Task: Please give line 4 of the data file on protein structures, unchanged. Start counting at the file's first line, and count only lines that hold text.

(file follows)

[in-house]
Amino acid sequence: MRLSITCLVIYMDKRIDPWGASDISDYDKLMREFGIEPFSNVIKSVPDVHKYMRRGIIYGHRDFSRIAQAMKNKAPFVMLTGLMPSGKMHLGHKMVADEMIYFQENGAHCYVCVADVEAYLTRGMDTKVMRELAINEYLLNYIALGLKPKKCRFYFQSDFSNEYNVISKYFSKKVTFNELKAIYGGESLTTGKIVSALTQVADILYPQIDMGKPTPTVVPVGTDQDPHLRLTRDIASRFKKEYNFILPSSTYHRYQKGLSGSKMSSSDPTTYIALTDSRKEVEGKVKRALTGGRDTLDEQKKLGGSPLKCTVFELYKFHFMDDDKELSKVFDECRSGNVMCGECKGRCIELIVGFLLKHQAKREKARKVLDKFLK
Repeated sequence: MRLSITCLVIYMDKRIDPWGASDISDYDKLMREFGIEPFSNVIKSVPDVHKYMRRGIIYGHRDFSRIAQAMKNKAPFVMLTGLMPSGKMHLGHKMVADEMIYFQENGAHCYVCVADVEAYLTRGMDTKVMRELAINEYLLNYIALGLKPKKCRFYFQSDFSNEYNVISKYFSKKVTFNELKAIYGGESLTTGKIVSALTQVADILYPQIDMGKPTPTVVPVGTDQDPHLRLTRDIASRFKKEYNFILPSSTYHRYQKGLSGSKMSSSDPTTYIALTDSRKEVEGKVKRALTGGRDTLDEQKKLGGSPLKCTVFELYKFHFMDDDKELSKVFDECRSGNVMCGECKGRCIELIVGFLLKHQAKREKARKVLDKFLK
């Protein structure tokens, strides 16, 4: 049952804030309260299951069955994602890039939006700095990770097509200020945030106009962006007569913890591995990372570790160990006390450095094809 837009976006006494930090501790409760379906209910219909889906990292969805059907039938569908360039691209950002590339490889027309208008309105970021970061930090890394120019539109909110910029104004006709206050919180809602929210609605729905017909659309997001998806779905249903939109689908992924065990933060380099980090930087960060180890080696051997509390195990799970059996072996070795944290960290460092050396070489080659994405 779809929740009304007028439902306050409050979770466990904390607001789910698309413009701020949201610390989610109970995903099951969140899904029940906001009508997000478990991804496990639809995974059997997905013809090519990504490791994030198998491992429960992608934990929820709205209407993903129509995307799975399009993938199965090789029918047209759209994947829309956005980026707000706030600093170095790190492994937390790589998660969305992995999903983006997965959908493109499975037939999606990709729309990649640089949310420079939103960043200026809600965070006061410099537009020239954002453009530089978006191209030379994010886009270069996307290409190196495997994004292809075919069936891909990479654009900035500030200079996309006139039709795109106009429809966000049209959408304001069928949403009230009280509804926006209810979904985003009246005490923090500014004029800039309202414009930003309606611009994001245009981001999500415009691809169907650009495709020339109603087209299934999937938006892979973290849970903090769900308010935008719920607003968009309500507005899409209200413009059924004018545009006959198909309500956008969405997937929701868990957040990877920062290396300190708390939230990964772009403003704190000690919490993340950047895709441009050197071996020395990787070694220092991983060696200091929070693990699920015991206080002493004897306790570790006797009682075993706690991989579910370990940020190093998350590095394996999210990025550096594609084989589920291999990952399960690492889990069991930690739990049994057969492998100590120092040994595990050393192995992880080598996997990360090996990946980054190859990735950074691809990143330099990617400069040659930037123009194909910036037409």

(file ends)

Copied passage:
């Protein structure tokens, strides 16, 4: 049952804030309260299951069955994602890039939006700095990770097509200020945030106009962006007569913890591995990372570790160990006390450095094809 837009976006006494930090501790409760379906209910219909889906990292969805059907039938569908360039691209950002590339490889027309208008309105970021970061930090890394120019539109909110910029104004006709206050919180809602929210609605729905017909659309997001998806779905249903939109689908992924065990933060380099980090930087960060180890080696051997509390195990799970059996072996070795944290960290460092050396070489080659994405 779809929740009304007028439902306050409050979770466990904390607001789910698309413009701020949201610390989610109970995903099951969140899904029940906001009508997000478990991804496990639809995974059997997905013809090519990504490791994030198998491992429960992608934990929820709205209407993903129509995307799975399009993938199965090789029918047209759209994947829309956005980026707000706030600093170095790190492994937390790589998660969305992995999903983006997965959908493109499975037939999606990709729309990649640089949310420079939103960043200026809600965070006061410099537009020239954002453009530089978006191209030379994010886009270069996307290409190196495997994004292809075919069936891909990479654009900035500030200079996309006139039709795109106009429809966000049209959408304001069928949403009230009280509804926006209810979904985003009246005490923090500014004029800039309202414009930003309606611009994001245009981001999500415009691809169907650009495709020339109603087209299934999937938006892979973290849970903090769900308010935008719920607003968009309500507005899409209200413009059924004018545009006959198909309500956008969405997937929701868990957040990877920062290396300190708390939230990964772009403003704190000690919490993340950047895709441009050197071996020395990787070694220092991983060696200091929070693990699920015991206080002493004897306790570790006797009682075993706690991989579910370990940020190093998350590095394996999210990025550096594609084989589920291999990952399960690492889990069991930690739990049994057969492998100590120092040994595990050393192995992880080598996997990360090996990946980054190859990735950074691809990143330099990617400069040659930037123009194909910036037409």